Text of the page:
Ferdynand Antoni Ossendowski is the author of 77 books published in 150 translations into 20 languages. In the interwar period, most new books were authored by him. For a time he was one of the five most widely read writers in the world, and the total circulation of his books reached 80 million copies. In translations into foreign languages, he took second place after Henryk Sienkiewicz, and to this day no one has managed to achieve a better result in this category. After World War II, he was discontinued. Entered onto the list of banned authors, he disappeared from the register of Polish writers, and all his books were removed from libraries. Why?
He was born on May 27, 1878 in Tsarist Russia, in the Vitebsk governorate (today's Belarus), died on January 6, 1945 in Grodzisk Mazowiecki. His life is a period filled with a script ready for a film in the "cloak and dagger" category.
He was the son of a doctor. The family had noble and Tatar roots. Often, depending on the political winds, she changed her place of residence. After Ferdinand's sister was born, the Ossendowski family moved to the Pskov governorate, where my father came from, and in 1884 moved to Kamieniec Podolski. There, Ferdinand Antoni began attending the Russian gymnasium, which he graduated from - after another move - in St. Petersburg. In Petersburg, he also began studies at the mathematics and natural science department, during which he took part in scientific expeditions to the Caucasus, the Dniester, the Yenisei and the vicinity of Lake Baikal. He also reached China, Japan, Sumatra and India. Curiosity about the world, admiration for the diversity and beauty of nature, mathematical abilities to logically analyze phenomena and the lightness of the pen, mobilized him to describe his impressions. Impressions from his travels in India were the basis of his first novel, "Clouds on the Ganges".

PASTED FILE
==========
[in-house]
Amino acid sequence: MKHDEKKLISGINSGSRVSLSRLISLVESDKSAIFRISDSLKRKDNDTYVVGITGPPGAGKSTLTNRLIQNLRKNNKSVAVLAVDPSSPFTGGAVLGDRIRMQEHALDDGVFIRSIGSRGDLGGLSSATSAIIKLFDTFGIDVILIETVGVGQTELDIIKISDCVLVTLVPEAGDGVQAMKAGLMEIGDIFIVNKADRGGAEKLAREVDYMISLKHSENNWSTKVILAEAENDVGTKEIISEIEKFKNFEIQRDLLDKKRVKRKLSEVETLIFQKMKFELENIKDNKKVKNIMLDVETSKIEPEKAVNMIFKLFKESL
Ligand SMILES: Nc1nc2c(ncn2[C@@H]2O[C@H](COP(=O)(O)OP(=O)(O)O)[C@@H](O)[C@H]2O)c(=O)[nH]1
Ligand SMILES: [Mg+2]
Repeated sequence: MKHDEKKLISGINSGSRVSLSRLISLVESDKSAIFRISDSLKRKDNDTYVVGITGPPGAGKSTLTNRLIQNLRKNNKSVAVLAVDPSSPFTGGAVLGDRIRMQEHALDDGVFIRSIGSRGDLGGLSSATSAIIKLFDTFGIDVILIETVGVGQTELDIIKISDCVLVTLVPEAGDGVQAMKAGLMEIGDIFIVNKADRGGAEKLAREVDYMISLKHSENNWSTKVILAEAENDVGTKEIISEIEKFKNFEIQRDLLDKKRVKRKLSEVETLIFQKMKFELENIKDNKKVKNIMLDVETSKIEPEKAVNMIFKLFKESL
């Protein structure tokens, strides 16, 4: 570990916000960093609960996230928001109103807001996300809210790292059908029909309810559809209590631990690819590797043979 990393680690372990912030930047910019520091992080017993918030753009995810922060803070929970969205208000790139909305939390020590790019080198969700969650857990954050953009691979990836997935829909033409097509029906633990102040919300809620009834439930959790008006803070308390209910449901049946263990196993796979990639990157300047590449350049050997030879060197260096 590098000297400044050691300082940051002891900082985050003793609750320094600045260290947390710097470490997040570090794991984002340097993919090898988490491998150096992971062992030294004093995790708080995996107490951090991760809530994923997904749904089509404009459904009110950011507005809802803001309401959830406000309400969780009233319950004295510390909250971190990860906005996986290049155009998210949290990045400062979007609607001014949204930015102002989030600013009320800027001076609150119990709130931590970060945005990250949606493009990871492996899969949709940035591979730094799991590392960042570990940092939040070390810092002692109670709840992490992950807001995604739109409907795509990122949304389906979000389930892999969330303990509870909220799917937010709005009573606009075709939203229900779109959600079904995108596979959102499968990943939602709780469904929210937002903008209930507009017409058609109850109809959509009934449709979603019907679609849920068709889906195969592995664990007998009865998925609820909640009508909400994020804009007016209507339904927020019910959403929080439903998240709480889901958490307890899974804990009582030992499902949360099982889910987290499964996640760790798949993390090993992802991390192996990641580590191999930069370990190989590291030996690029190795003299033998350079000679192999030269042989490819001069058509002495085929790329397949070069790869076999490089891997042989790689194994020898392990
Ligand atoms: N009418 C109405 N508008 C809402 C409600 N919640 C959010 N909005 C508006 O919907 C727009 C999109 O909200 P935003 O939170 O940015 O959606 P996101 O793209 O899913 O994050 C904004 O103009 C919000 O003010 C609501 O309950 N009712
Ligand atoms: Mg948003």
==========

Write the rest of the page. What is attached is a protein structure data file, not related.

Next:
In 1899 he had to leave Russia and went to Paris, where he studied physics and chemistry at the Sorbonne. The stay at the Sorbonne was an amazing adventure. It was then that he met Maria Skłodowska-Curie and many other famous and interesting scientists.
After returning to Russia, he worked as a researcher at the Technical University in Tomsk. However, he did not stay long at the university, because his passion was traveling.
In 1905, after the outbreak of the Russo-Japanese War, he was sent to Manchuria, where he conducted geological research in search of raw materials necessary for the army. For organizing protests in Harbin against Russian repression in the Congress Kingdom, he was arrested and sentenced to death. It was only thanks to happy coincidences that he did not lose his life, but this did not discourage him from looking for adventures. Soon he was elected chairman of the Supreme Revolutionary Committee, which for a time ruled in Manchuria. He was accused for this activity and sentenced to a year and a half in the fortress. Prison experiences became the basis for the book "In human dust", published in 1911, which was very favorably assessed by the great Russian writer Leo Tolstoy.
In the years 1909-1918, Ossendowski took up journalism. He was a correspondent and then editor of the Polish-language "Dziennik Petersburski". In 1918 he left the capital of the October Revolution and went to Omsk. During the civil war in Russia, he again found himself at the center of political events. Every day he saw with his eyes how the revolution changed the world, so he actively began to cooperate with the White command. He was one of Admiral Kolchak's advisers.